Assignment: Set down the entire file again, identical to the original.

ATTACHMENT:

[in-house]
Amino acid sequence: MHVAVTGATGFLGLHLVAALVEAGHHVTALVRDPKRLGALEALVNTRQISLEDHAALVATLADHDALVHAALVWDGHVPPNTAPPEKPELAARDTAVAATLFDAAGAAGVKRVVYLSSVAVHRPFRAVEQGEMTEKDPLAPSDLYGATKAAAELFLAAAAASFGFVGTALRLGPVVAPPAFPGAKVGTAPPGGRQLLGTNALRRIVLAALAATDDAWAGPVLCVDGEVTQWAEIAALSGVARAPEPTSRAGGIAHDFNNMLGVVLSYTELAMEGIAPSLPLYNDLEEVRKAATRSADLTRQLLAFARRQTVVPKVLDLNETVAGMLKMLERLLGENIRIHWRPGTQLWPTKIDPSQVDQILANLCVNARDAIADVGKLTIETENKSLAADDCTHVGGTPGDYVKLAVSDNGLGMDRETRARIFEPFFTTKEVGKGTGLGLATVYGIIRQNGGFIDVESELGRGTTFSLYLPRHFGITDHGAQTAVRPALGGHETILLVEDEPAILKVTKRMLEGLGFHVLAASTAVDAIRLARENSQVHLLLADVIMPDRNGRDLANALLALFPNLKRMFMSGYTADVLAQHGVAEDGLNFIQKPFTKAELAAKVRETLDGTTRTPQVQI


[in-house]
Amino acid sequence: MHVAVTGATGFLGLHLVAALVEAGHHVTALVRDPKRLGALEALVNTRQISLEDHAALVATLADHDALVHAALVWDGHVPPNTAPPEKPELAARDTAVAATLFDAAGAAGVKRVVYLSSVAVHRPFRAVEQGEMTEKDPLAPSDLYGATKAAAELFLAAAAASFGFVGTALRLGPVVAPPAFPGAKVGTAPPGGRQLLGTNALRRIVLAALAATDDAWAGPVLCVDGEVTQWAEIAALSGVARAPEPTSRAGGIAHDFNNMLGVVLSYTELAMEGIAPSLPLYNDLEEVRKAATRSADLTRQLLAFARRQTVVPKVLDLNETVAGMLKMLERLLGENIRIHWRPGTQLWPTKIDPSQVDQILANLCVNARDAIADVGKLTIETENKSLAADDCTHVGGTPGDYVKLAVSDNGLGMDRETRARIFEPFFTTKEVGKGTGLGLATVYGIIRQNGGFIDVESELGRGTTFSLYLPRHFGITDHGAQTAVRPALGGHETILLVEDEPAILKVTKRMLEGLGFHVLAASTAVDAIRLARENSQVHLLLADVIMPDRNGRDLANALLALFPNLKRMFMSGYTADVLAQHGVAEDGLNFIQKPFTKAELAAKVRETLDGTTRTPQVQI